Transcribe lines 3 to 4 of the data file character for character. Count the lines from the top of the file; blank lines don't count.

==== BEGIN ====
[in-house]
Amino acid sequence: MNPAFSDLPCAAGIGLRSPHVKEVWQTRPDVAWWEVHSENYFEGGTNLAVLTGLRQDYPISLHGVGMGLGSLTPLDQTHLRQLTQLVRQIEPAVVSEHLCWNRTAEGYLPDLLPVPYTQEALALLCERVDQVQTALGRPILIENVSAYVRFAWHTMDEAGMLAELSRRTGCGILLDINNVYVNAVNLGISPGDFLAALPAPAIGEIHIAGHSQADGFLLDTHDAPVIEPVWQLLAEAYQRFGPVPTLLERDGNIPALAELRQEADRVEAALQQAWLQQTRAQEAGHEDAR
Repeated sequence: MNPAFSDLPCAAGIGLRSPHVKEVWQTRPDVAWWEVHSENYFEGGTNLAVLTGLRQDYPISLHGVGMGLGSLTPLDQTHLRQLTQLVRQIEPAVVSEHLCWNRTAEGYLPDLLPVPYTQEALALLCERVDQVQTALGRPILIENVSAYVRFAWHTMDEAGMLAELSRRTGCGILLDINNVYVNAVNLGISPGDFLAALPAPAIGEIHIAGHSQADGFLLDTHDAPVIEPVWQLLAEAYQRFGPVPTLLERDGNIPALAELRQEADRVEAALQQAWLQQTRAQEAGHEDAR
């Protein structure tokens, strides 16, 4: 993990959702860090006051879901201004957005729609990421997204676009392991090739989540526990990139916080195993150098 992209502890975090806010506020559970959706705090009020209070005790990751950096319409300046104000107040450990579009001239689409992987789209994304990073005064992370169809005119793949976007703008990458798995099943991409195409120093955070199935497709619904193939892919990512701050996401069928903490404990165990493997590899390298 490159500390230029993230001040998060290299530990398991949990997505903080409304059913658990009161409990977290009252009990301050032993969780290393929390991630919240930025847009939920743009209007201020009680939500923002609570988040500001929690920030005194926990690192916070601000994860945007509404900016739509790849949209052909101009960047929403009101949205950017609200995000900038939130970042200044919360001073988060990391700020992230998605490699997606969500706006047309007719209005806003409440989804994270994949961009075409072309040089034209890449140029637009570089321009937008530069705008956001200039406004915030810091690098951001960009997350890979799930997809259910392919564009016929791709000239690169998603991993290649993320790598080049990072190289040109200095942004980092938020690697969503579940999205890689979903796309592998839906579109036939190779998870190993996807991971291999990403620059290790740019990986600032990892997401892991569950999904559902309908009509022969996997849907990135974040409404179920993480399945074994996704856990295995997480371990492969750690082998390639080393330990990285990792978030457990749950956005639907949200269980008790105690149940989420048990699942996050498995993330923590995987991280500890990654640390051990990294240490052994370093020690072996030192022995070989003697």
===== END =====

Repeated sequence: MNPAFSDLPCAAGIGLRSPHVKEVWQTRPDVAWWEVHSENYFEGGTNLAVLTGLRQDYPISLHGVGMGLGSLTPLDQTHLRQLTQLVRQIEPAVVSEHLCWNRTAEGYLPDLLPVPYTQEALALLCERVDQVQTALGRPILIENVSAYVRFAWHTMDEAGMLAELSRRTGCGILLDINNVYVNAVNLGISPGDFLAALPAPAIGEIHIAGHSQADGFLLDTHDAPVIEPVWQLLAEAYQRFGPVPTLLERDGNIPALAELRQEADRVEAALQQAWLQQTRAQEAGHEDAR
């Protein structure tokens, strides 16, 4: 993990959702860090006051879901201004957005729609990421997204676009392991090739989540526990990139916080195993150098 992209502890975090806010506020559970959706705090009020209070005790990751950096319409300046104000107040450990579009001239689409992987789209994304990073005064992370169809005119793949976007703008990458798995099943991409195409120093955070199935497709619904193939892919990512701050996401069928903490404990165990493997590899390298 490159500390230029993230001040998060290299530990398991949990997505903080409304059913658990009161409990977290009252009990301050032993969780290393929390991630919240930025847009939920743009209007201020009680939500923002609570988040500001929690920030005194926990690192916070601000994860945007509404900016739509790849949209052909101009960047929403009101949205950017609200995000900038939130970042200044919360001073988060990391700020992230998605490699997606969500706006047309007719209005806003409440989804994270994949961009075409072309040089034209890449140029637009570089321009937008530069705008956001200039406004915030810091690098951001960009997350890979799930997809259910392919564009016929791709000239690169998603991993290649993320790598080049990072190289040109200095942004980092938020690697969503579940999205890689979903796309592998839906579109036939190779998870190993996807991971291999990403620059290790740019990986600032990892997401892991569950999904559902309908009509022969996997849907990135974040409404179920993480399945074994996704856990295995997480371990492969750690082998390639080393330990990285990792978030457990749950956005639907949200269980008790105690149940989420048990699942996050498995993330923590995987991280500890990654640390051990990294240490052994370093020690072996030192022995070989003697």